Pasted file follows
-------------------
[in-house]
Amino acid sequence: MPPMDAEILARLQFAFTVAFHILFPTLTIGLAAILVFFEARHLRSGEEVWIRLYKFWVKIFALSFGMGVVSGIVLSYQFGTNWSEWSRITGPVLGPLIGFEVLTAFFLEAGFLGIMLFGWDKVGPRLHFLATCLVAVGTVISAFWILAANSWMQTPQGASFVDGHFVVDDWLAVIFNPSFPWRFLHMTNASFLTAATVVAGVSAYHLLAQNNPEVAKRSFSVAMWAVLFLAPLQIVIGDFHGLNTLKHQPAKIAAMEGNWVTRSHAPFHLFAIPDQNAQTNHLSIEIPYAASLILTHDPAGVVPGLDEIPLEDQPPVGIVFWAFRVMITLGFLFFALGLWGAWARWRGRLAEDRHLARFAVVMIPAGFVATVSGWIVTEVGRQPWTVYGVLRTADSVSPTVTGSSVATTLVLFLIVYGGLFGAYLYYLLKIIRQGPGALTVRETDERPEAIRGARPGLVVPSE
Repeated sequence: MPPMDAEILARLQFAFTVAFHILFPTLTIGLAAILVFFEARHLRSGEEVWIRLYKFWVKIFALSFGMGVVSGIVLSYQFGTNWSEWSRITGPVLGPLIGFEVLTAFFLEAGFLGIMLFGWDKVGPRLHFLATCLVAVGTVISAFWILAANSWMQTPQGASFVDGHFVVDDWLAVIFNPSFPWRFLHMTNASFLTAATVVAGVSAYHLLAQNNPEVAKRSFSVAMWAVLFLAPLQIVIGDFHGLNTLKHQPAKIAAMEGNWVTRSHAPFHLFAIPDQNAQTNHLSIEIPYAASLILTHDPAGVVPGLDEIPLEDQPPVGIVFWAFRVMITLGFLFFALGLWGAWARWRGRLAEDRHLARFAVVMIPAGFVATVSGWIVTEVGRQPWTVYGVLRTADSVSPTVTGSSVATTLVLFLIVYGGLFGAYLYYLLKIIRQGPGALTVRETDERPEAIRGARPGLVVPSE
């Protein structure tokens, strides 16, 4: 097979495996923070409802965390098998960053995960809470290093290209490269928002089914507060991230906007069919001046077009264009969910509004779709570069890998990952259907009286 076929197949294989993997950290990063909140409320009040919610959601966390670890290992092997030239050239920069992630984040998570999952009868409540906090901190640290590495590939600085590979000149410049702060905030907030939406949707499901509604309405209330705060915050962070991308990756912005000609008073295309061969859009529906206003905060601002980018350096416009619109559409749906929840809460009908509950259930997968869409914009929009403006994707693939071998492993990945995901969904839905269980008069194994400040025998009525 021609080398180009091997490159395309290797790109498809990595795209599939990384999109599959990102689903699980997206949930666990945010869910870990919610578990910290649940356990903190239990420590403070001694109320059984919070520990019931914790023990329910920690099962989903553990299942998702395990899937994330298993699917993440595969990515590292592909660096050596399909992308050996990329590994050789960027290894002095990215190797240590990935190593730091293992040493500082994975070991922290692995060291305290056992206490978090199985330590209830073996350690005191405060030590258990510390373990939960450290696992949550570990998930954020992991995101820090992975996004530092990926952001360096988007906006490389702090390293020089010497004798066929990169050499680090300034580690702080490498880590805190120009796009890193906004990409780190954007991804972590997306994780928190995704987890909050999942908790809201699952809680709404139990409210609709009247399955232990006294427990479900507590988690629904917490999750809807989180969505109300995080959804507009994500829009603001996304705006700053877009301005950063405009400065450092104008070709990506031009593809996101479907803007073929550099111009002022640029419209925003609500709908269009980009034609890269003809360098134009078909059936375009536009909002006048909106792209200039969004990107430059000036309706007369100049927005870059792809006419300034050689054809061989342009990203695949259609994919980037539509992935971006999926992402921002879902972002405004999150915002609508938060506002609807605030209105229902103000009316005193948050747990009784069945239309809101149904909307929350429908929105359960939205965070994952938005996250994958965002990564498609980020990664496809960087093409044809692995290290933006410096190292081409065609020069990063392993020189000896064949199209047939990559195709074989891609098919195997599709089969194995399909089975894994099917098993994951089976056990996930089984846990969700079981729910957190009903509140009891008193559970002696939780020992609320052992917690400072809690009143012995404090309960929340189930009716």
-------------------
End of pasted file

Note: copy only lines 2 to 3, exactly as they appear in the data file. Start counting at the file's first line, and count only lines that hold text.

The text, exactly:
Amino acid sequence: MPPMDAEILARLQFAFTVAFHILFPTLTIGLAAILVFFEARHLRSGEEVWIRLYKFWVKIFALSFGMGVVSGIVLSYQFGTNWSEWSRITGPVLGPLIGFEVLTAFFLEAGFLGIMLFGWDKVGPRLHFLATCLVAVGTVISAFWILAANSWMQTPQGASFVDGHFVVDDWLAVIFNPSFPWRFLHMTNASFLTAATVVAGVSAYHLLAQNNPEVAKRSFSVAMWAVLFLAPLQIVIGDFHGLNTLKHQPAKIAAMEGNWVTRSHAPFHLFAIPDQNAQTNHLSIEIPYAASLILTHDPAGVVPGLDEIPLEDQPPVGIVFWAFRVMITLGFLFFALGLWGAWARWRGRLAEDRHLARFAVVMIPAGFVATVSGWIVTEVGRQPWTVYGVLRTADSVSPTVTGSSVATTLVLFLIVYGGLFGAYLYYLLKIIRQGPGALTVRETDERPEAIRGARPGLVVPSE
Repeated sequence: MPPMDAEILARLQFAFTVAFHILFPTLTIGLAAILVFFEARHLRSGEEVWIRLYKFWVKIFALSFGMGVVSGIVLSYQFGTNWSEWSRITGPVLGPLIGFEVLTAFFLEAGFLGIMLFGWDKVGPRLHFLATCLVAVGTVISAFWILAANSWMQTPQGASFVDGHFVVDDWLAVIFNPSFPWRFLHMTNASFLTAATVVAGVSAYHLLAQNNPEVAKRSFSVAMWAVLFLAPLQIVIGDFHGLNTLKHQPAKIAAMEGNWVTRSHAPFHLFAIPDQNAQTNHLSIEIPYAASLILTHDPAGVVPGLDEIPLEDQPPVGIVFWAFRVMITLGFLFFALGLWGAWARWRGRLAEDRHLARFAVVMIPAGFVATVSGWIVTEVGRQPWTVYGVLRTADSVSPTVTGSSVATTLVLFLIVYGGLFGAYLYYLLKIIRQGPGALTVRETDERPEAIRGARPGLVVPSE